With Happy Gilmore receding into the past, Sandler has labored hard to prove that he's a real actor, to show that his crazy volatility can be shushed or amplified to dramatic effect. But Barrymore (see p. 86) is something else altogether. Since age 7, sobbing buckets for E.T., she has been an effortless, possibly great screen actress. Her range, true, hasn't been tested. She hasn't been hopscotching from one great director to another in search of meaty roles, à la Nicole Kidman. But then again she doesn't have Kidman's exhausting determination to stretch herself before our eyes, like a super-woman made of some miracle synthetic. What Barrymore does, from a Cinderella fantasy like 1998's Ever After to the sweet, dopey romance of The Wedding Singer (her first film with Sandler, from the same year) to even 2000's Charlie's Angels, is this: She hits emotional notes that are pure, simple and unforced. That sort of talent can almost literally light up the screen.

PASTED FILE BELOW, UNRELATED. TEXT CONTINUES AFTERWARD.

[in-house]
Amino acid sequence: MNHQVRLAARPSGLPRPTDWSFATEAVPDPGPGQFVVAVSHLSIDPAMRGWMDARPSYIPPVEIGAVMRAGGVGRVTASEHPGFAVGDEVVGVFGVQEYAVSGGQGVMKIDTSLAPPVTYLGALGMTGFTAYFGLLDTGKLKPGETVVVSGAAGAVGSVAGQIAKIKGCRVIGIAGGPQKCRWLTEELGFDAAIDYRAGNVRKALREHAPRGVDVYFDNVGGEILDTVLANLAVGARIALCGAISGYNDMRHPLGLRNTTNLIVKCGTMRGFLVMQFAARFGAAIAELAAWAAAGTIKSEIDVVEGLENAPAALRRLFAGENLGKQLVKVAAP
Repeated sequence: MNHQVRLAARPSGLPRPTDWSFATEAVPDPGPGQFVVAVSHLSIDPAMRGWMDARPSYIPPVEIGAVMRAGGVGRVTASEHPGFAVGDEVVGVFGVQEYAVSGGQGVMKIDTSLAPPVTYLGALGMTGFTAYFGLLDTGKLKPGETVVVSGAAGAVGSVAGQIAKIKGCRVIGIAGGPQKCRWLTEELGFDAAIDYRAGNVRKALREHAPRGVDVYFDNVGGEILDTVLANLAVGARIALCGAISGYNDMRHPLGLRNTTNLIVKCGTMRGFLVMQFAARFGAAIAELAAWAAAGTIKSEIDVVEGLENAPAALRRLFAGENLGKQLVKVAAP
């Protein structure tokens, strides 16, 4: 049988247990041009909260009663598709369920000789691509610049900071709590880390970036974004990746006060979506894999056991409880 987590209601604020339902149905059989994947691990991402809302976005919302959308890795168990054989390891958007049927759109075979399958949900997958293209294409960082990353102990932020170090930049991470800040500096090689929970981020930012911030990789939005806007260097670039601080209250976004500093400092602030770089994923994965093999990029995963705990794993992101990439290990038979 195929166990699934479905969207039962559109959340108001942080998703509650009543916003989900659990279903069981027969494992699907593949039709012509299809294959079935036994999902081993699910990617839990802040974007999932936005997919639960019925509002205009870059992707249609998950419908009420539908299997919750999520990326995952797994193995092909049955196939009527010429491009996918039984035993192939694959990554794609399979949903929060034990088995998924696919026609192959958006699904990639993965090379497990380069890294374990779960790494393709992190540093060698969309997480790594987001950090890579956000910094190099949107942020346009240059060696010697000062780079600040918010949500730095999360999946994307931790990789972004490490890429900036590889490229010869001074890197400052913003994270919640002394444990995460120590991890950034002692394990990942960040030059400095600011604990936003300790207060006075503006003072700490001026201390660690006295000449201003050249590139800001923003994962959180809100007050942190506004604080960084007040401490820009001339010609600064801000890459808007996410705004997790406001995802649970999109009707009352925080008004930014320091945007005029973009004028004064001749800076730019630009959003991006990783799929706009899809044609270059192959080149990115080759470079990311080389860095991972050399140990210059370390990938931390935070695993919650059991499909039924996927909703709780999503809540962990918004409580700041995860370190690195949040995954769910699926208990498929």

And she comes close to redeeming this not-very-good movie about an aquarium vet (Sandler) in love with a girl who can't retain any fresh memories since a car accident a year before. Sandler has to woo her every morning, because she'll have forgotten him overnight. Chunks of the film recall Bill Murray's Groundhog Day, only slopped up with gross humor (a projectile-vomiting walrus). But Barrymore has an earnest yearning that's touching. By the end, Dates is starting to jell into a more serious comedy about commitment in the face of killer obstacles. It's like Cold Mountain with walrus puke. (PG-13)